European Journal of Epidemiology

, Volume 24, Issue 5, pp 231–236 | Cite as

Different measures of social class in women and mortality

  • Emily McFadden
  • Robert Luben
  • Kay-Tee Khaw


The debate about how best to measure social class in women complicates the analysis of socioeconomic inequalities in women’s health. The changing position of women in the labour market may mean that the commonly used “conventional” approach where a woman’s partner’s occupation is used to estimate her social class may no longer be appropriate. Alternative measures grade a woman’s class according to her own occupation or the most dominant class position in the household regardless of gender. We examined the association between “conventional” and personal measures of social class and all-cause mortality in a prospective study of women aged 39–79 years, without prevalent disease, living in the general community in Norfolk, UK, recruited using general practice age–sex registers in 1993–1997 and followed up for an average of 11.9 years. The risk of mortality increased with decreasing social class. There was little difference in the relationship between mortality and social class in women assigned using personal or partner’s occupation. When both measures were included in the same model, the effect of both measures was slightly attenuated. We found little difference between the different methods of assigning social class in women and mortality risk prediction. Both measures appear to share some common pathways through which they affect risk of mortality, although confidence intervals were large and neither measure was statistically significant. Further research is needed to disentangle their separate effects and pathways to mortality.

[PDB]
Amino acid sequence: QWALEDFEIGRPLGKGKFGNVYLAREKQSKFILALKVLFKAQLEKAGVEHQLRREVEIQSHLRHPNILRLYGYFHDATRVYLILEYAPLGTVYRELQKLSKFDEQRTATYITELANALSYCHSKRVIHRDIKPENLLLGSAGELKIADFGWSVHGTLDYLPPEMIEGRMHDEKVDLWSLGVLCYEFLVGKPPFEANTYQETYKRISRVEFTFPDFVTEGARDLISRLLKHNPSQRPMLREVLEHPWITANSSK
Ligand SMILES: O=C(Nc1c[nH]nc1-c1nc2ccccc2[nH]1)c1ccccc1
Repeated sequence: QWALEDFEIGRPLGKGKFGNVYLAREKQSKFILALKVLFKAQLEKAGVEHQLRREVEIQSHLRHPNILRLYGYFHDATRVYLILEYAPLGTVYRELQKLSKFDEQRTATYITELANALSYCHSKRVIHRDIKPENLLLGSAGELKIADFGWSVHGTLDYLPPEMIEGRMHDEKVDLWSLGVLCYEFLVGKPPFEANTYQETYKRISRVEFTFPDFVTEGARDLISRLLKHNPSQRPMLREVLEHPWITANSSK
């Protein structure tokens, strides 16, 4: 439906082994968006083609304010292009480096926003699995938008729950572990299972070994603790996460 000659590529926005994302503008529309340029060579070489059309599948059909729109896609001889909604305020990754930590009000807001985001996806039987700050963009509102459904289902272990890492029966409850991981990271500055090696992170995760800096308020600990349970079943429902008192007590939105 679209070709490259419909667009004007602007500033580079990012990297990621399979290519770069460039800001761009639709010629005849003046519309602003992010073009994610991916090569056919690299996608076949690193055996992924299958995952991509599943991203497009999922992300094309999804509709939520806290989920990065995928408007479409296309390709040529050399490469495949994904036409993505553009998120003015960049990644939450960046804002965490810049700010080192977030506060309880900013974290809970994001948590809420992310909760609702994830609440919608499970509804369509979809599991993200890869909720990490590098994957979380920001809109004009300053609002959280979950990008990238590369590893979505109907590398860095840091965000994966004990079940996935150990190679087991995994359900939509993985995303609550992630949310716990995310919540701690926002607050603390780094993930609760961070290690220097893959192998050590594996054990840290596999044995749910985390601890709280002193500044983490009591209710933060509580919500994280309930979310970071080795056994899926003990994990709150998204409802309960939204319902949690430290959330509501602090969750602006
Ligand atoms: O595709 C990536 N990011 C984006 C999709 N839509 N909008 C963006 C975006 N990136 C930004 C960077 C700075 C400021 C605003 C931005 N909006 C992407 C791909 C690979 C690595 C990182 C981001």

Mortality Social class Women 



European Prospective Investigation of Cancer and Nutrition in Norfolk



We thank the participants and general practitioners who took part in the study and the staff of EPIC-Norfolk. Funding: EPIC-Norfolk is supported by research programme grant funding from Cancer Research UK and the Medical Research Council with additional support from the Stroke Association, British Heart Foundation, and Research Into Ageing.


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Copyright information

© Springer Science+Business Media B.V. 2009

Authors and Affiliations

  1. 1.Institute of Public HealthUniversity of CambridgeCambridgeUK
  2. 2.Room 311, Strangeways Research LaboratoryWort’s CausewayCambridgeUK

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